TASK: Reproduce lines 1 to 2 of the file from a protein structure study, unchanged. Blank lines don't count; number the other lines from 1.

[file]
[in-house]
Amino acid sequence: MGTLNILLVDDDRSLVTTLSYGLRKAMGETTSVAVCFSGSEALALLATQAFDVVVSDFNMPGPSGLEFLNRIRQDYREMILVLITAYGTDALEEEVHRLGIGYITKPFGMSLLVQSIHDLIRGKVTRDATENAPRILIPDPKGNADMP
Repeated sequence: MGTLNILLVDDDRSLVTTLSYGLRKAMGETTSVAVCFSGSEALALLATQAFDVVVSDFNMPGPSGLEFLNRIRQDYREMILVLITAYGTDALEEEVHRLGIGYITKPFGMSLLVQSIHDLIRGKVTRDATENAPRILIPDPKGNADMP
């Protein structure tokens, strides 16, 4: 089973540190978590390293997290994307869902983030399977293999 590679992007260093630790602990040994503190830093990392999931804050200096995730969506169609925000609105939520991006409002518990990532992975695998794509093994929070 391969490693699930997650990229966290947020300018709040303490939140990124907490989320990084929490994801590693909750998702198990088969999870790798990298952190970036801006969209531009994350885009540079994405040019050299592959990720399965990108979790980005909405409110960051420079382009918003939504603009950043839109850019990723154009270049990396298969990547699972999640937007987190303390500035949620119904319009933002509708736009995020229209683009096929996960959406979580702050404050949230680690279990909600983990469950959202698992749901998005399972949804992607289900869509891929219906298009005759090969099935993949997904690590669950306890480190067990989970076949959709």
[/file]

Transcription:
[in-house]
Amino acid sequence: MGTLNILLVDDDRSLVTTLSYGLRKAMGETTSVAVCFSGSEALALLATQAFDVVVSDFNMPGPSGLEFLNRIRQDYREMILVLITAYGTDALEEEVHRLGIGYITKPFGMSLLVQSIHDLIRGKVTRDATENAPRILIPDPKGNADMP